Danler’s fictional, unnamed restaurant was inspired the Union Square Cafe, the popular New York City restaurant where she worked as a waitress while earning her MFA at the New School. Instead of trying to nab a reservation in the dining room, I’d grab a seat at the bar and enjoy the delicious food while watching a kind of dinner theater — the many tensions and romantic entanglements that Danler seeded among the restaurant staff.

12 Fictional Bookstores We Wish Were Real

8. O’Connell’s in White Teeth by Zadie Smith

Smith excels at capturing the London which exists outside the posh streets of Kensington and the tourist attractions around Buckingham Palace and the Tower of London. Take O’Connell’s: an Irish pool house run by Arabs, it has no actual pool tables and the menu is bare bones, or short and sweet, depending on what you’re in the mood for — which better be eggs, chips, beans, and mushrooms, because that’s all they serve. Of course you go to O’Connell’s less for the eggs and more for the conversation, which covers “everything from the meaning of Revelation to the prices of plumbers. And women. Hypothetical women.”

9. La Céleste Praline from Chocolat

This 1999 novel tells the story of a wandering chocolate-maker named Vianne Rocher who comes to the small French village of Lansquenet-sous-Tannes and opens a chocolaterie during the season of Lent. Vianne’s sugary creations aren’t appreciated by the local priest, who fights to shut her down. He loses, of course, to Vianne’s mouth-watering confections, like a gingerbread house “with the detail piped on in silver and gold icing, roof tiles of Florentines studded with crystallized fruits, strange vines of icing and chocolate growing up the walls, marzipan birds singing in chocolate trees.”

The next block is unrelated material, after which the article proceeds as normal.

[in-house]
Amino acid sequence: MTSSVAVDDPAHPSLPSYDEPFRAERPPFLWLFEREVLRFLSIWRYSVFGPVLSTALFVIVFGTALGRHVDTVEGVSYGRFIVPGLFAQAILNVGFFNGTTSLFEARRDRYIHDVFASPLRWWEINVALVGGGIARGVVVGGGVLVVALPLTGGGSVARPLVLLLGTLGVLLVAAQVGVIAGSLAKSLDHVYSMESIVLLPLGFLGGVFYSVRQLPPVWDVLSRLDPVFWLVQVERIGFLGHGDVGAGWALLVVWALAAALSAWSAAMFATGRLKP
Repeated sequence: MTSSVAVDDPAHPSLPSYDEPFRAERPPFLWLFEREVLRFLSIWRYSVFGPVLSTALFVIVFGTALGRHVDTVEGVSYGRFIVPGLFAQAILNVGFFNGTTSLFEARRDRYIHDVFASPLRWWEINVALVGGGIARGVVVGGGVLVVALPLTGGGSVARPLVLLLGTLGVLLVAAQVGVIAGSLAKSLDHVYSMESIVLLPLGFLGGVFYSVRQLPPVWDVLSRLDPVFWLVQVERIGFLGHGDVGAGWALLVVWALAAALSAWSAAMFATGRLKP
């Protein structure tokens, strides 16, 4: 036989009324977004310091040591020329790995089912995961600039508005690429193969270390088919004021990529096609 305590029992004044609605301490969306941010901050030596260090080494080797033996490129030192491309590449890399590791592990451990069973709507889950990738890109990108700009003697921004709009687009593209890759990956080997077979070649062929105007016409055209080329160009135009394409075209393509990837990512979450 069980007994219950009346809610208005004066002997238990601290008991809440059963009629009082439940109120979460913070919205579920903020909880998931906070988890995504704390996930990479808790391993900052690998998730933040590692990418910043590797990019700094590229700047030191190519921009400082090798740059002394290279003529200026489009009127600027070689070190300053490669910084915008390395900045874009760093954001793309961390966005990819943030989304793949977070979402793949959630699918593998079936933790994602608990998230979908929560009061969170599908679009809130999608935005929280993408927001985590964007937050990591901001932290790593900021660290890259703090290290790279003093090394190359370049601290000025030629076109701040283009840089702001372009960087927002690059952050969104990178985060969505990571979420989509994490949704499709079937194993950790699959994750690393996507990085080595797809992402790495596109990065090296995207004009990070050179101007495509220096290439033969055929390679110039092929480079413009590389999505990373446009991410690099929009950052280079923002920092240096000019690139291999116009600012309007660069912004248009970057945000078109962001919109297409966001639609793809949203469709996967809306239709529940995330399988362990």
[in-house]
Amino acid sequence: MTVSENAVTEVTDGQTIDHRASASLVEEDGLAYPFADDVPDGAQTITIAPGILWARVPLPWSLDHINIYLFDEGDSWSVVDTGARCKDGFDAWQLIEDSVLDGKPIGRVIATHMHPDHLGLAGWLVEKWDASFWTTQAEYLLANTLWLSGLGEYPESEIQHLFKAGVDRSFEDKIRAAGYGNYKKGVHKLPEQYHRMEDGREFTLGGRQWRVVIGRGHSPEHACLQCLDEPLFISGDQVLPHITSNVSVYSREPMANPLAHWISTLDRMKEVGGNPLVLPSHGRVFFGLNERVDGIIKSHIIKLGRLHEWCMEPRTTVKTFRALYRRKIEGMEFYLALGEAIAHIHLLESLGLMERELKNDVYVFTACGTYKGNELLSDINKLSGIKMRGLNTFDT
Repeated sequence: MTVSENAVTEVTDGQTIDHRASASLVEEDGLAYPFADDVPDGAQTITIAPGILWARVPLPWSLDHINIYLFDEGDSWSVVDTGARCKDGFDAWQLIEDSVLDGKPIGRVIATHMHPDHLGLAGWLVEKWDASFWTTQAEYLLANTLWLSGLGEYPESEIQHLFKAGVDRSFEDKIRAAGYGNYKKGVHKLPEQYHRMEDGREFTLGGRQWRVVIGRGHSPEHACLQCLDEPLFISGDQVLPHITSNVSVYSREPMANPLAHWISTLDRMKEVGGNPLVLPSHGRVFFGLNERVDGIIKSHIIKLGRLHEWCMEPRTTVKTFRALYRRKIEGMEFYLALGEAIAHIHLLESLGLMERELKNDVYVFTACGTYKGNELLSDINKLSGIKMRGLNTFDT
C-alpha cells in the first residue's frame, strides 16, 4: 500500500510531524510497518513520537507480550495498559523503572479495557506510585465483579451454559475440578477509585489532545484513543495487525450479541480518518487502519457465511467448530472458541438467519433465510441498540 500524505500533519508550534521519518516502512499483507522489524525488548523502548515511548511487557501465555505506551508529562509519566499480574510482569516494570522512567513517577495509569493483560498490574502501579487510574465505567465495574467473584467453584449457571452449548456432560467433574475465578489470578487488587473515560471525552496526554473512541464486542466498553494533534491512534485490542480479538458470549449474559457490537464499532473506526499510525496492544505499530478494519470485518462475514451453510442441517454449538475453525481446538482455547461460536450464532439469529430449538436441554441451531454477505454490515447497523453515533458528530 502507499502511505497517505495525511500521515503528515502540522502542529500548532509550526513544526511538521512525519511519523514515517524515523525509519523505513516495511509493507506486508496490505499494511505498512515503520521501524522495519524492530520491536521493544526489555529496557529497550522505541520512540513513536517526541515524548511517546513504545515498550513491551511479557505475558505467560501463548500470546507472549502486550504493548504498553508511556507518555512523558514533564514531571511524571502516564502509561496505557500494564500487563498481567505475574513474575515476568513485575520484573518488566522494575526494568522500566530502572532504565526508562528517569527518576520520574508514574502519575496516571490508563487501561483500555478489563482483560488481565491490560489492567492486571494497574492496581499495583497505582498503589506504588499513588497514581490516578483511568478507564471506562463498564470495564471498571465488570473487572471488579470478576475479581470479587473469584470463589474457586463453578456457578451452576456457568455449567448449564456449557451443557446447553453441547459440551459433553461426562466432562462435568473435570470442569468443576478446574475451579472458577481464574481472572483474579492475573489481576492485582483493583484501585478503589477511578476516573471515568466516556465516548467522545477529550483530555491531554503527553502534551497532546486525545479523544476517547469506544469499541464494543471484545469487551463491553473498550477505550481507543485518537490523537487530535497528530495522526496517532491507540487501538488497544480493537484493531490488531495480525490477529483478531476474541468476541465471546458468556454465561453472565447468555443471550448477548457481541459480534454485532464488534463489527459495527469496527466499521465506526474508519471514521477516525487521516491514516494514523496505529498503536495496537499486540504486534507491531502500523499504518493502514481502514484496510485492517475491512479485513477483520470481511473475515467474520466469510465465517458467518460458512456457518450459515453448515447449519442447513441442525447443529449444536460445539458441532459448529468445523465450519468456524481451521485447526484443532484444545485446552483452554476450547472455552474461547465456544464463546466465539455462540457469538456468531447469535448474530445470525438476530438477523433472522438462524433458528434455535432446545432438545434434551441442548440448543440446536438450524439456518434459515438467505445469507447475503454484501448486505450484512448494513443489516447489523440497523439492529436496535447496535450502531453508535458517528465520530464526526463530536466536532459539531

10. The Cat’s Pajamas in 2 A.M. at the Cat’s Pajamas by Marie-Helene Bertino

The “second best jazz club” in Philly may be the most delightful in terms of atmosphere, from its charming name to its quirky, likable staff and regular patrons. I’d easily hole up at The Cat’s Pajamas for a long night of house drinks, jazz, and shimmying — something which happens regularly at the Cat and which needs to happen more in everyday life.

11. Dorsia in American Psycho by Bret Easton Ellis

The Dorsia is the ultimate in ridiculously expensive yet horrendously disgusting 1980s New York City power-dining. Though I wouldn’t want to actually eat dishes like blackened lobster with strawberry sauce or baby softshell crab with grape jelly, I would stop by to see the spectacle and then take pleasure in doing something that didn’t exist when Ellis was working on American Psycho — writing a scathing review on Yelp.